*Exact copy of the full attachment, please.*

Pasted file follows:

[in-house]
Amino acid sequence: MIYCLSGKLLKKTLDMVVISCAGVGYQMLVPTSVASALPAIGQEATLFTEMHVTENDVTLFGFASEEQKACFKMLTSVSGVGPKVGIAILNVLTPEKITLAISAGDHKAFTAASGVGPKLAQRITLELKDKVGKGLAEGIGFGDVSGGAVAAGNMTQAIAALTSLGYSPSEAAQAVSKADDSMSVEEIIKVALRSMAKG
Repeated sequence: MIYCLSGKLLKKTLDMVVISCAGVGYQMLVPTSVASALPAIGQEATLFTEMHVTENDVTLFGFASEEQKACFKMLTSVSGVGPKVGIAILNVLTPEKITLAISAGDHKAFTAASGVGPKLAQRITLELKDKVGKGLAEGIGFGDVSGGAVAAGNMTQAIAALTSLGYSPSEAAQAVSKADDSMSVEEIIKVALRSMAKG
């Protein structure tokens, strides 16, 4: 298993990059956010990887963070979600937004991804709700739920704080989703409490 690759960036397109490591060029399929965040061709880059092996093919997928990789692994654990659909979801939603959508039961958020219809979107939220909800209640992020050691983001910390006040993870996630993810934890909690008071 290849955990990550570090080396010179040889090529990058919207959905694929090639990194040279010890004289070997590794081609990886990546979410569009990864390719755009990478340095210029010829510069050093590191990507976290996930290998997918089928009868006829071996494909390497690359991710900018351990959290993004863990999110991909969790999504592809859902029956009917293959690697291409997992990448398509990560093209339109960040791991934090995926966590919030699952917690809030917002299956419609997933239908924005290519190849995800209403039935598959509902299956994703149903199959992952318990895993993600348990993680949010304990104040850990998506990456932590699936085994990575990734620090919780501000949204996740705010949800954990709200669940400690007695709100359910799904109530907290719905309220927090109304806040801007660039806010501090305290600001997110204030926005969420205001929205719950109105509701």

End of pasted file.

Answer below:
[in-house]
Amino acid sequence: MIYCLSGKLLKKTLDMVVISCAGVGYQMLVPTSVASALPAIGQEATLFTEMHVTENDVTLFGFASEEQKACFKMLTSVSGVGPKVGIAILNVLTPEKITLAISAGDHKAFTAASGVGPKLAQRITLELKDKVGKGLAEGIGFGDVSGGAVAAGNMTQAIAALTSLGYSPSEAAQAVSKADDSMSVEEIIKVALRSMAKG
Repeated sequence: MIYCLSGKLLKKTLDMVVISCAGVGYQMLVPTSVASALPAIGQEATLFTEMHVTENDVTLFGFASEEQKACFKMLTSVSGVGPKVGIAILNVLTPEKITLAISAGDHKAFTAASGVGPKLAQRITLELKDKVGKGLAEGIGFGDVSGGAVAAGNMTQAIAALTSLGYSPSEAAQAVSKADDSMSVEEIIKVALRSMAKG
């Protein structure tokens, strides 16, 4: 298993990059956010990887963070979600937004991804709700739920704080989703409490 690759960036397109490591060029399929965040061709880059092996093919997928990789692994654990659909979801939603959508039961958020219809979107939220909800209640992020050691983001910390006040993870996630993810934890909690008071 290849955990990550570090080396010179040889090529990058919207959905694929090639990194040279010890004289070997590794081609990886990546979410569009990864390719755009990478340095210029010829510069050093590191990507976290996930290998997918089928009868006829071996494909390497690359991710900018351990959290993004863990999110991909969790999504592809859902029956009917293959690697291409997992990448398509990560093209339109960040791991934090995926966590919030699952917690809030917002299956419609997933239908924005290519190849995800209403039935598959509902299956994703149903199959992952318990895993993600348990993680949010304990104040850990998506990456932590699936085994990575990734620090919780501000949204996740705010949800954990709200669940400690007695709100359910799904109530907290719905309220927090109304806040801007660039806010501090305290600001997110204030926005969420205001929205719950109105509701």